Ausma Zehanat Khan on giving diverse Muslim characters a voice
It can be hard to stand out in the crowded field of mystery series, but Ausma Zehanat Khan has managed to do just that with skillful plotting and a truly intriguing detective. His name is Esa Khattak, and he's a Muslim man charged with heading up a community police unit that deals with cases that are "minority sensitive." His deeply held beliefs about both policing and his own faith sometimes come into conflict. In The Language of Secrets, the second book in the series, he finds himself investigating a murder that took place in a terrorist training camp in Algonquin Park, Ontario.
Ausma Zehanat Khan grew up in Toronto and now lives in Denver, Colorado. She's a former law professor and former editor-in-chief of Muslim Girl magazine. She spoke to The Next Chapter host Shelagh Rogers from Denver.
WHY SHE'S PASSIONATE ABOUT GIVING MUSLIM CHARACTERS A VOICE
There are many different perspectives on events in the world, and events in the Muslim world have diversity and complexity and nuance. Western media usually uses these events to speak to, for or about Muslims — you don't often see Muslims speaking for or about themselves, which leads to a very incomplete picture. I come from a practicing Muslim family and have been involved in activism from a very young age, through my student life and my work in human rights. It's been a thread of continuity in my life, and it's important to me that I get to speak for myself. I certainly don't represent all Muslims and I can't claim to, but I don't like to be spoken for when I have an insider perspective, and I've seen a culture and a faith and a tradition that is so rich and so beautiful and so complex, with so much positivity to it, but all this is very unrepresented, or misrepresented. It's important to me that these characters have agency and have the voice to speak for themselves and represent a wide range of perspectives.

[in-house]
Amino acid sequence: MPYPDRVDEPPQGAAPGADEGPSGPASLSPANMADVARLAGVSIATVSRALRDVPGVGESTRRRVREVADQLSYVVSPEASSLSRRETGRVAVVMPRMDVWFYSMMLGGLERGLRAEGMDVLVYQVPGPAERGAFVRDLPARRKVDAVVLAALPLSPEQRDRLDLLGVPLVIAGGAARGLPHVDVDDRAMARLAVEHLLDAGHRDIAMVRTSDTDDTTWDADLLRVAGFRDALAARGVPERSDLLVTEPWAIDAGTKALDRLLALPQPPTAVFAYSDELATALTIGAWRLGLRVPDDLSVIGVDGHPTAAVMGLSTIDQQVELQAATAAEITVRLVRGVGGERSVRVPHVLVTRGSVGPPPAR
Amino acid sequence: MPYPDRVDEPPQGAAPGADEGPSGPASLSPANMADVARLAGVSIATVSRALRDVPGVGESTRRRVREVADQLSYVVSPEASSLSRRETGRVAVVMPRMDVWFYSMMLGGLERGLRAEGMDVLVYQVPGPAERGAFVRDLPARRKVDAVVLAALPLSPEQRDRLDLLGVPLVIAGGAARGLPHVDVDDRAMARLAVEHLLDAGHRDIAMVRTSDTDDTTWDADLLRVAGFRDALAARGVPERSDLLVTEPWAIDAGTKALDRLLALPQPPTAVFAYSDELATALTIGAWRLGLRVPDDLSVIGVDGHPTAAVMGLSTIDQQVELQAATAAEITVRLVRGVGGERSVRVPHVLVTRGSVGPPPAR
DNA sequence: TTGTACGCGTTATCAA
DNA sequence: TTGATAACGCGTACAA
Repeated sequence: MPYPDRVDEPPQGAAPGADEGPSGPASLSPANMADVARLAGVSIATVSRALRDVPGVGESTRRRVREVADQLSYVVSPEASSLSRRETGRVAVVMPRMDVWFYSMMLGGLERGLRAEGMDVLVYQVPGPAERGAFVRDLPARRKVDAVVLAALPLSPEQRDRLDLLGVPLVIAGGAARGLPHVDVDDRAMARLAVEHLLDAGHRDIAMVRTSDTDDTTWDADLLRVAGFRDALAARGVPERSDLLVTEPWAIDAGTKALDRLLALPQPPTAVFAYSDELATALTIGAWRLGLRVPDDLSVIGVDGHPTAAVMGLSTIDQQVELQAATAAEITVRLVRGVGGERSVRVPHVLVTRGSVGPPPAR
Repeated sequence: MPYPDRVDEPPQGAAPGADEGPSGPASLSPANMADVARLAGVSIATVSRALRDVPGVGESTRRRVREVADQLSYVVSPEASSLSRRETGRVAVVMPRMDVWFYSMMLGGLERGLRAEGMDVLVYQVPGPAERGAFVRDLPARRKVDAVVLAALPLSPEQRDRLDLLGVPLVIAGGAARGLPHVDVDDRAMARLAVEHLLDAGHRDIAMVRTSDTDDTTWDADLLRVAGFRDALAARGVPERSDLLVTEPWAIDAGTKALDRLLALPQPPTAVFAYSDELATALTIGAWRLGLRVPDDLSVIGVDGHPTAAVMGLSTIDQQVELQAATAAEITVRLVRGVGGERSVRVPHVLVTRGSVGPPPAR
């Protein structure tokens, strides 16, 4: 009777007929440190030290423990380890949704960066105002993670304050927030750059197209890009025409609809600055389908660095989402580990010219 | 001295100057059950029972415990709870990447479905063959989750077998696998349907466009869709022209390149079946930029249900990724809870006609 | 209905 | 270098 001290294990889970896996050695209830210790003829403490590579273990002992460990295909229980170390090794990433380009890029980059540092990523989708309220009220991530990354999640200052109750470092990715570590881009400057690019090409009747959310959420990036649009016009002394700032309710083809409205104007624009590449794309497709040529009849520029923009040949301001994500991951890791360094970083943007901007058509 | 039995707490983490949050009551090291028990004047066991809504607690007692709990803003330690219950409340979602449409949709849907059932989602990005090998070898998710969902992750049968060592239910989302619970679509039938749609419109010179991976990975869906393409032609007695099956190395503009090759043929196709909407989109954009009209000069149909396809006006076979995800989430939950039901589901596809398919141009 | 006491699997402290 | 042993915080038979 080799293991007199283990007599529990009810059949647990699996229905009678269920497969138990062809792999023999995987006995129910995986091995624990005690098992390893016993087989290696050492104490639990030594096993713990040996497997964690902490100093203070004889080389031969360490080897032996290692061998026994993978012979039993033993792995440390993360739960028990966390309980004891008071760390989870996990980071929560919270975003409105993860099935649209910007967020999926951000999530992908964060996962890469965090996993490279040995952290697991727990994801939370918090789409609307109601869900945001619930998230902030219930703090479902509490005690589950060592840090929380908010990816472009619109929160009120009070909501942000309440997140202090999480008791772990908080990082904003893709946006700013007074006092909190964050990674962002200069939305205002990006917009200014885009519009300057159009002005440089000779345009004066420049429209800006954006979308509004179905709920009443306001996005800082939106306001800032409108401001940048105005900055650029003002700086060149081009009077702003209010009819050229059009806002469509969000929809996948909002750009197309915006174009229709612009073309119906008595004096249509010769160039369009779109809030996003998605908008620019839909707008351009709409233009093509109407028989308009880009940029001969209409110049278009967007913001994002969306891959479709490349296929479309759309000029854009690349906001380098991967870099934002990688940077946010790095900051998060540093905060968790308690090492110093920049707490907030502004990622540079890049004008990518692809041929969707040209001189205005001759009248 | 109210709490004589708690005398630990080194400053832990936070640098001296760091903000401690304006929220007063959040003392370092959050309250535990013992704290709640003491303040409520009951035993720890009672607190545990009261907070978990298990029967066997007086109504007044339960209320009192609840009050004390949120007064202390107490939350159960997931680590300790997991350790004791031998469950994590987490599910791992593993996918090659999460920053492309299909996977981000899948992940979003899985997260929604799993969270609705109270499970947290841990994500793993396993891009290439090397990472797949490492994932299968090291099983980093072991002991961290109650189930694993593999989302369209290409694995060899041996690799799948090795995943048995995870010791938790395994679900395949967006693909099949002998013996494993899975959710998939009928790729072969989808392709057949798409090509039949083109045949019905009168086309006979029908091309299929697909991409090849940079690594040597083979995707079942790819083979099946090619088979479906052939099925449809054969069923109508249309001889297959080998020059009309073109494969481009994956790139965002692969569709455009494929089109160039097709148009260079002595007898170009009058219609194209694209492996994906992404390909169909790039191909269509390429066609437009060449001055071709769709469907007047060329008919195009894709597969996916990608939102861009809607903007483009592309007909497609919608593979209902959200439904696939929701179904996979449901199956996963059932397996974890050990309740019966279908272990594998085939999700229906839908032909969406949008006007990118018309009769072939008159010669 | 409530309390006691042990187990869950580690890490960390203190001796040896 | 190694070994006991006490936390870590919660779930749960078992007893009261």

ON A DETECTIVE WHO STRUGGLES WITH MORALITY AND PERCEPTION
Internally, [Esa Khattak] has a strong sense of who he is, what he believes, what he stands for. Externally, he realizes that in some way he's always performing for one community or the other, whether it's law enforcement or whether it's minority communities. It's a fine line that he's walking all the time because he's always trying to do what's ethically right. He's trying to serve the law, but he's also trying to serve communities that are are sometimes misrepresented. For him, it's an ongoing and daily challenge.
WHY SHE FOCUSES ON CONFLICT
When you're writing a novel, you want to bring out those conflicts and dramatic elements. The [Muslim] people that I interviewed who worked in law enforcement and the criminal justice system actually told me that most of their interactions were very positive, and that they were just taken as fellow Canadians and didn't feel singled out or discriminated against. But there are always those moments and those interactions where you are singled out or you are implicated just by virtue of subscribing to the Muslim faith. That's some of the tension that I wanted to explore. I don't by any means generalize it or assume that most people hold prejudicial views, but that's also not to discount it when and where they do exist.
Ausma Zehanat Khan's comments have been edited and condensed.